“At St.Joseph School in Waipahu, Hawaii, JoAnn Jacobs has used journal writing for a number of years. Journal writing has been a real help in developing oral language and speaking skills in her first graders, said Jacobs, adding,’I find it to be a very safe structure for beginning writers. A number of my students begin the school year using illustrations only or illustrations plus a few words. Throughout the year, illustrations are replaced by words, and those who began with a word or two are now writing a page.’ “

3. Journals are Only for Language Arts

To foster deeper literacy connections, I started using journals in other subjects like science, social studies, and math. My students began using more disciplinary vocabulary, and I was able to assess their progress through their writing. This is also a great time to encourage your students to create images that access literacy knowledge in these subjects.

An example of this is where I had students draw the life cycle of the frog and the butterfly, then write about it. It helps students to draw pictures of the subject matter before they write about it.

Journal Writing

Math journals are great to see that students are understanding the math skills you have taught. I love using them during guided math groups and have students use them to write their own equations or create their own word problems. We always used these math journals to practice math objectives before a math test and then I sent them home so the parents knew what their children needed to review.

A student writing in her math journal

4. Journals Always Begin with a Writing Prompt

I realize that students may need to be able to write using a prompt to develop test-taking skills. While it is a good idea to have times for them to practice this skill, I have known teachers that always had a prompt for morning journals that also complained about students not wanting to write. I suggest that some of their students struggled with these prompts because they didn’t make any relevant connections to the prompts.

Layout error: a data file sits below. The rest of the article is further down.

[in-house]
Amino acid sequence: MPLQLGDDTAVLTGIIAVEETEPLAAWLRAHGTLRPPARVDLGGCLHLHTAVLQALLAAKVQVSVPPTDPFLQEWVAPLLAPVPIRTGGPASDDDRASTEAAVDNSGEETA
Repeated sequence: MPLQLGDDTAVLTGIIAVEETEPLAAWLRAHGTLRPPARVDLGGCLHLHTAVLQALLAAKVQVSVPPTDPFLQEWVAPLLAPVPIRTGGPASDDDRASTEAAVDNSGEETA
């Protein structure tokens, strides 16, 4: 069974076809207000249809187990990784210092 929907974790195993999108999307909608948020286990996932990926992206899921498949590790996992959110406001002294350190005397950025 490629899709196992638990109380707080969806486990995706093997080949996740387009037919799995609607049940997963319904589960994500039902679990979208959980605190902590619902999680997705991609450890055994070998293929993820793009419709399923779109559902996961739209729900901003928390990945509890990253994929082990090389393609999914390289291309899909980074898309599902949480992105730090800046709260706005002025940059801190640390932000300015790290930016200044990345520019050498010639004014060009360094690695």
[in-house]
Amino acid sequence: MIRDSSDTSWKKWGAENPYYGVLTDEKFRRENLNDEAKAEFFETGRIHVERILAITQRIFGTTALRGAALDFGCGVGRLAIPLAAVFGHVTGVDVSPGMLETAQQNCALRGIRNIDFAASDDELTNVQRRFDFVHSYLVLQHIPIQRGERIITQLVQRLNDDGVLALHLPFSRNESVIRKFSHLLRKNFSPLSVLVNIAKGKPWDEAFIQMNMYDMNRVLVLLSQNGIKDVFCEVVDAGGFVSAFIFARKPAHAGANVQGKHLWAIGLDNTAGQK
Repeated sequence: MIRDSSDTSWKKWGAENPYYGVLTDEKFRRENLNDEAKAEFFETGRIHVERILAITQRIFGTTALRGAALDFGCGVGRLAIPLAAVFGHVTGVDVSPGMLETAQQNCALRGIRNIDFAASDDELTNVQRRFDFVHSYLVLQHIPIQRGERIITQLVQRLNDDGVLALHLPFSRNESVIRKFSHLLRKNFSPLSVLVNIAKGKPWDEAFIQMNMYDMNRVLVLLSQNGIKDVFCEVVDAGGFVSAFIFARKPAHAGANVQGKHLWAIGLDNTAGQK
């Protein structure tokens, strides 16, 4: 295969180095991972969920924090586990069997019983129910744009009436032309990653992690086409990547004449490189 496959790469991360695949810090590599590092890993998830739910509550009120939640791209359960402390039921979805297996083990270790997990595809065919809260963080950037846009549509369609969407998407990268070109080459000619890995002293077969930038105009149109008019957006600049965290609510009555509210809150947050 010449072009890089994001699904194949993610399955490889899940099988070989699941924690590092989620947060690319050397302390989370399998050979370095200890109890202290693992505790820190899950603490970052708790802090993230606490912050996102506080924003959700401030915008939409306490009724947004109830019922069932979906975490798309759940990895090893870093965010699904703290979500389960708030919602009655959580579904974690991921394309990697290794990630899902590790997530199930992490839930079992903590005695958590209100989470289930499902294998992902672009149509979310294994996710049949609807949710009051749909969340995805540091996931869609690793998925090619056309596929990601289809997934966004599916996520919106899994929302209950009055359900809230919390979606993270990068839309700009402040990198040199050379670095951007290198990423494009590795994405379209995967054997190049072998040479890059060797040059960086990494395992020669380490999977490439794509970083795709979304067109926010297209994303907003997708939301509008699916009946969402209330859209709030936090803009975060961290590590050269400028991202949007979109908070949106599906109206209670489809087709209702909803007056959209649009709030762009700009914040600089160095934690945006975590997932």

Students need to journal about what is important to them. They need to make connections that they understand.

5. Journals are Forgotten at the End of the Year

Remember earlier when I mentioned how important it is to encourage journal writing every day?

My students wrote about their first day of school or drew a picture, and about their last day of school. It is very important to encourage this daily writing if you want to see your students become more confident writers. I am always so thrilled to see my students’ incredible progress when I compare the first page in their journals and the last page they wrote for the year.

First Day

writing about the first day of school

End of the Year

journal writing in first grade

You may be thinking I just don’t have time to do journals.

I understand. You have so many demands on you and those demands have to be prioritized. You will be surprised at how you can incorporate these journals into your lessons. Make them a priority and you will see your kids grow tremendously.

Share your questions, thoughts, or great ideas in the comments below. We would love to hear from you. Stay tuned throughout the next few weeks for follow-up posts on the importance of journals, uses for journals, and specifics on journal-writing.

 

Have a fabulous week!

        Pam